914 F2d 1492 United States v. Harvey

914 F.2d 1492
Unpublished Disposition

UNITED STATES of America, Plaintiff-Appellee,
Earnest Tyrone HARVEY, a/k/a Earnest Tyrome Harvey,

No. 89-5693.

United States Court of Appeals, Fourth Circuit.

Submitted June 27, 1990.
Decided Sept. 26, 1990.

NOTICE: Fourth Circuit I.O.P. 36.6 states that citation of unpublished dispositions is disfavored except for establishing res judicata, estoppel, or the law of the case and requires service of copies of cited unpublished dispositions of the Fourth Circuit.

Appeal from the United States District Court for the Middle District of North Carolina, at Greensboro. N. Carlton Tilley, Jr., District Judge. (CR-89-59-G)

J. Matthew Martin, Stanback, Stanback & Martin, P.A., Hillsborough, N.C., for appellant.

Robert H. Edmunds, Jr., United States Attorney, John W. Stone, Jr., Assistant United States Attorney, Greensboro, N.C., for appellee.



Before PHILLIPS, SPROUSE and WILKINS, Circuit Judges.


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The defendant, Earnest Tyrone Harvey, was indicted and convicted after a jury trial of bank robbery, armed bank robbery, and carrying and using a firearm in relation to a crime of violence in violation of 18 U.S.C. Secs. 2113(a), 2113(d), and 924(c)(1). His sole contention on appeal is that there was insufficient evidence to sustain the jury verdict. We affirm.


* At approximately 10:30 on the morning of March 9, 1989, a black male, wearing no mask or disguise, took approximately $7,000 from the Financial First Federal Savings Bank in Burlington, North Carolina. Two tellers and an assistant vice president of the bank positively identified Harvey as the bank robber. One teller, whom the robber directly approached, described part of his hair as "reddish-blond"--a description matching Harvey's hair. This teller also described seeing silver bullets in the cylinder of the black pistol used by the robber. The second teller testified that a dark colored gym bag (later found in Harvey's room) resembled the bag used in the robbery and which she had filled with money. She also testified that the end of the bullets in the gun were aluminum and that she gave the robber approximately $2,400 in $20 bills. One Jeannette Thompson testified that she knew Harvey and that he had accompanied her to the bank on two or three occasions.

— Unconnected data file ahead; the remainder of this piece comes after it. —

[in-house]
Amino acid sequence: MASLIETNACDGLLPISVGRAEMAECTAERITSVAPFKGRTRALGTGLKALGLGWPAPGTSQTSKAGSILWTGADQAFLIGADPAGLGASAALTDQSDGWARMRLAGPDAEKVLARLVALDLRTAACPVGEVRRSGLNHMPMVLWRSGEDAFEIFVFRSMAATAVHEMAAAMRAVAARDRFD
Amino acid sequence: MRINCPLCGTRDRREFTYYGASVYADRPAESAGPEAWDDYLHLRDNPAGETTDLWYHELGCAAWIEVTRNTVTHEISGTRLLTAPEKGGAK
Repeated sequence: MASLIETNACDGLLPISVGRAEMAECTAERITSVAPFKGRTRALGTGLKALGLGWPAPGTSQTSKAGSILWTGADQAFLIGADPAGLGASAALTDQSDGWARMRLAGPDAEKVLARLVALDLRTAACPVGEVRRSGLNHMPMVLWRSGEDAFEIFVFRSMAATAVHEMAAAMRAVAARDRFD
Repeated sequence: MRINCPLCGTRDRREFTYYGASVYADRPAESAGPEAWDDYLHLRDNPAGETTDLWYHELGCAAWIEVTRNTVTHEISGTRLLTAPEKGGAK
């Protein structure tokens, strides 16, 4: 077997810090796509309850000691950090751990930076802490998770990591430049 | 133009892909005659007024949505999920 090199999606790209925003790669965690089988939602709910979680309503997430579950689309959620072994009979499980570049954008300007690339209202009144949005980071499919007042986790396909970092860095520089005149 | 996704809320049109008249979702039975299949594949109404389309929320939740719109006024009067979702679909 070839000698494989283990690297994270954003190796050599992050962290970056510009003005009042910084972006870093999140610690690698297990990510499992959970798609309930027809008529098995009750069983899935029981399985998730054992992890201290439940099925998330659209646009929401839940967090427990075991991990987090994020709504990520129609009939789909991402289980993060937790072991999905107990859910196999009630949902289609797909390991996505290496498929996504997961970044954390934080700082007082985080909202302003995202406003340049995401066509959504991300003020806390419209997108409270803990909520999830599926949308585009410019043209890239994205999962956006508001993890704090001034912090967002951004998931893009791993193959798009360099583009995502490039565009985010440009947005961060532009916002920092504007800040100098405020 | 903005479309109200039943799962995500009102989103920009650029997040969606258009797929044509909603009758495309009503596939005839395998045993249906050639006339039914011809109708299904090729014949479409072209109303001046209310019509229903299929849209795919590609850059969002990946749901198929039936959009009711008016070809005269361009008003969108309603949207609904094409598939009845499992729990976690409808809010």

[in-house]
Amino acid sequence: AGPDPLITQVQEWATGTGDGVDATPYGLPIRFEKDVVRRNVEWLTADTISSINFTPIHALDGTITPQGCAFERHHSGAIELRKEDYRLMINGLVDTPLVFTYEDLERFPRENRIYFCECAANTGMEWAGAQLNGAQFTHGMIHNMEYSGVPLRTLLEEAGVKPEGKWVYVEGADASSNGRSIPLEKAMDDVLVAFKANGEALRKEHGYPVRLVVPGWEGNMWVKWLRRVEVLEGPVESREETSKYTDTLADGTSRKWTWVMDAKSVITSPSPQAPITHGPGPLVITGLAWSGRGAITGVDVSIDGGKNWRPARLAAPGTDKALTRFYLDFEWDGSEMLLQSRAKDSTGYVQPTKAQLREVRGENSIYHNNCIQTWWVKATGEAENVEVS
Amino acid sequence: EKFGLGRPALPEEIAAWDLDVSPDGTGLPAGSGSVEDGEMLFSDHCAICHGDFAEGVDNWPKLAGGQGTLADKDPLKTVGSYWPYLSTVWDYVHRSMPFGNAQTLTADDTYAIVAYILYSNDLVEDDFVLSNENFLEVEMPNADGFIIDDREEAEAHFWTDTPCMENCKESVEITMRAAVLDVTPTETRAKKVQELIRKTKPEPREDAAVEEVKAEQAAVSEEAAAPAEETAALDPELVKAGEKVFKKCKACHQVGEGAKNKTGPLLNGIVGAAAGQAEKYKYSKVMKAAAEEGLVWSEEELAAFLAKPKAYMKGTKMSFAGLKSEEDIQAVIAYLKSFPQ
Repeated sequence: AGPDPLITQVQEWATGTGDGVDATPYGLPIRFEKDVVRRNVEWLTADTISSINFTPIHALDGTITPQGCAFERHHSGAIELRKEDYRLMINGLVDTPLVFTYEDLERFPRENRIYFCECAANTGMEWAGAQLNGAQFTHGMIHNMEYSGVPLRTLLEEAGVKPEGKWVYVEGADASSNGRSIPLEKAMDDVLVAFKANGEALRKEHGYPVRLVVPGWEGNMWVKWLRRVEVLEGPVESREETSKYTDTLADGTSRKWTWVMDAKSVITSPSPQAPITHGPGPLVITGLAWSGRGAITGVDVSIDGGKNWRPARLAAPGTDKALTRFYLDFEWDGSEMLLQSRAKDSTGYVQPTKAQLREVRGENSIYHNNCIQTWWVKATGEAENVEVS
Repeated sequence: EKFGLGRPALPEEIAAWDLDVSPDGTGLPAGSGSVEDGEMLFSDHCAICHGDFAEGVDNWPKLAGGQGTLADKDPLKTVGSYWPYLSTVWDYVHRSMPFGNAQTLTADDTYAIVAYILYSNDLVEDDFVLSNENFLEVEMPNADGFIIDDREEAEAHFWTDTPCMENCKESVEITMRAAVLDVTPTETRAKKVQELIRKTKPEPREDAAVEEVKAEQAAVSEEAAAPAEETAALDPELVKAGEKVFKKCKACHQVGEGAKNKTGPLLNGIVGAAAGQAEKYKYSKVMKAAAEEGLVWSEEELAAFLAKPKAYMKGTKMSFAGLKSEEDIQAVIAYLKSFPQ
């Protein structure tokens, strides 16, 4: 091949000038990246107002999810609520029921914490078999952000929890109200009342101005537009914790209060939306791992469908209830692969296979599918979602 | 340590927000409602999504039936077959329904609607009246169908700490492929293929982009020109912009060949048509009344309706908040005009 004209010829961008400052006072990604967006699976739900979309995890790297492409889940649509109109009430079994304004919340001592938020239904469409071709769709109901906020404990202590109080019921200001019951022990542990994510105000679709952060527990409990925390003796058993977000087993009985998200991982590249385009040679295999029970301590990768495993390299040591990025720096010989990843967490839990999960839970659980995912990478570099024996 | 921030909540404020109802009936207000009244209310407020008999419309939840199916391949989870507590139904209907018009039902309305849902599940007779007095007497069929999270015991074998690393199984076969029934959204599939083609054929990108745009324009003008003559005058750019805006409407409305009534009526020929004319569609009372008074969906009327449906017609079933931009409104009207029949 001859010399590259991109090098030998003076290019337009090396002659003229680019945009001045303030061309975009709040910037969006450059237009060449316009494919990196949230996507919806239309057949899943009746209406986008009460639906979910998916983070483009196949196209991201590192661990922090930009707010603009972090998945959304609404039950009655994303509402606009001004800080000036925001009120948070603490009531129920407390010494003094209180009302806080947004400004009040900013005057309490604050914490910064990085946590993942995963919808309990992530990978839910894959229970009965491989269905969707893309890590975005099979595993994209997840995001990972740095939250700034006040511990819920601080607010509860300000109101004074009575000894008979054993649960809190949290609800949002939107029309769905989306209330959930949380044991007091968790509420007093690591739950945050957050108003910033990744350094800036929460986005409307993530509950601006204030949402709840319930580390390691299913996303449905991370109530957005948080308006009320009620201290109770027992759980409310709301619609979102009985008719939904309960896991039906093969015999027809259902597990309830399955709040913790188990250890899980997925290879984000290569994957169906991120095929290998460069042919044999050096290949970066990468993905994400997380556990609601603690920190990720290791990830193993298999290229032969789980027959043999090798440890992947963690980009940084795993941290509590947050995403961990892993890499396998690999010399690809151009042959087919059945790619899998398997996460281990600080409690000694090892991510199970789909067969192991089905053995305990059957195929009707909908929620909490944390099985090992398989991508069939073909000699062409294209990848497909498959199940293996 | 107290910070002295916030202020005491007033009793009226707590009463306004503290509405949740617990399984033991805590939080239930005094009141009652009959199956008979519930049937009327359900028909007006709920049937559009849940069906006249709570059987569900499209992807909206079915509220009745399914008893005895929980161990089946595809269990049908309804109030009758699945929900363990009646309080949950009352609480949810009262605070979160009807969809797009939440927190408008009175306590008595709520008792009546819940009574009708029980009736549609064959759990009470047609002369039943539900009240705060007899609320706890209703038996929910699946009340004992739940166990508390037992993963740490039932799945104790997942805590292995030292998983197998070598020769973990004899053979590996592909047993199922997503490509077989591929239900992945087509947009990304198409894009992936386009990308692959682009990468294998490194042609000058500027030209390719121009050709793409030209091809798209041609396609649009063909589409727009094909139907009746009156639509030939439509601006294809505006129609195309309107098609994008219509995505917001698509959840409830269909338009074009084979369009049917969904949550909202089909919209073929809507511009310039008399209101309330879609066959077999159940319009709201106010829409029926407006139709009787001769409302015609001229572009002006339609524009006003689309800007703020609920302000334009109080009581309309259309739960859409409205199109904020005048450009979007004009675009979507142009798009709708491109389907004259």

Harvey lived with his uncle, an army sergeant, who testified that Harvey left the residence about 9:30 on the morning of the robbery and returned later the same morning. Harvey went into his room and emerged later to give his uncle $600 in $20 denominations--as payment for having resided there for approximately three months and as money for a tombstone for his great-grandmother's grave. The uncle also testified that he owned a blue steel .357 magnum with silver-tip bullets, that he had found the dark colored gym bag in Harvey's room, and that Harvey had asked him to take him to the airport later that morning. Finally, a lab technician described a latent fingerprint from the door handle of the bank as identical to Harvey's right ring finger.


In his defense, Harvey offered the testimony of a friend and several relatives in an effort to establish an alibi. The testimony would have established Harvey's presence at locations which would have been incompatible with his presence at the bank at 10:30 a.m. Harvey, in his own behalf, testified that he was a male prostitute and that the $20 bills he gave his uncle were earned from such activities. He testified that at the time the bank robbery was in progress he was in the process of arranging transportation to the local airport for a trip to engage in prostitution.



The credibility of witnesses lies within the sole province of the factfinder. Pigford v. United States, 518 F.2d 831, 836 (4th Cir.1975). Therefore, we must sustain the jury verdict against Harvey if, after taking the view most favorable to the government, there is substantial evidence to support it. Glasser v. United States, 315 U.S. 60, 80 (1942). Viewing the evidence in that light, the appropriate inquiry is whether any rational trier of fact could have found the defendant guilty beyond a reasonable doubt. Jackson v. Virginia, 443 U.S. 307, 319 (1979); United States v. Jones, 735 F.2d 785, 791 (4th Cir.), cert. denied, 469 U.S. 918 (1984). Guided by these standards, we find ample evidence to sustain the verdict. We dispense with oral argument because the facts and legal contentions are adequately presented in the material before the court and oral argument would not aid in the decisional process.